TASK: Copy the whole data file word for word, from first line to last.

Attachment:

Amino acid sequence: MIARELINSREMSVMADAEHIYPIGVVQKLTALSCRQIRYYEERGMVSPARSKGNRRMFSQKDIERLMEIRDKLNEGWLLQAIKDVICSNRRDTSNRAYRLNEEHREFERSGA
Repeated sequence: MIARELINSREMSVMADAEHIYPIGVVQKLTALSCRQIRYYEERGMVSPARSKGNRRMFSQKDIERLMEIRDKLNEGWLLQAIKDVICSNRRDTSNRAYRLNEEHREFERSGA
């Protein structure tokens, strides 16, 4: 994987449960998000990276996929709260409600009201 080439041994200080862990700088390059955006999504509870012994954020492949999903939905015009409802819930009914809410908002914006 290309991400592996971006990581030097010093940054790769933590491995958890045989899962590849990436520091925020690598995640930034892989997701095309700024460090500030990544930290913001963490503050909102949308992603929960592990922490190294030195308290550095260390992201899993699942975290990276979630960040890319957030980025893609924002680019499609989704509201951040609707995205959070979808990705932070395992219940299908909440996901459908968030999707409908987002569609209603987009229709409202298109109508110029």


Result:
Amino acid sequence: MIARELINSREMSVMADAEHIYPIGVVQKLTALSCRQIRYYEERGMVSPARSKGNRRMFSQKDIERLMEIRDKLNEGWLLQAIKDVICSNRRDTSNRAYRLNEEHREFERSGA
Repeated sequence: MIARELINSREMSVMADAEHIYPIGVVQKLTALSCRQIRYYEERGMVSPARSKGNRRMFSQKDIERLMEIRDKLNEGWLLQAIKDVICSNRRDTSNRAYRLNEEHREFERSGA
């Protein structure tokens, strides 16, 4: 994987449960998000990276996929709260409600009201 080439041994200080862990700088390059955006999504509870012994954020492949999903939905015009409802819930009914809410908002914006 290309991400592996971006990581030097010093940054790769933590491995958890045989899962590849990436520091925020690598995640930034892989997701095309700024460090500030990544930290913001963490503050909102949308992603929960592990922490190294030195308290550095260390992201899993699942975290990276979630960040890319957030980025893609924002680019499609989704509201951040609707995205959070979808990705932070395992219940299908909440996901459908968030999707409908987002569609209603987009229709409202298109109508110029």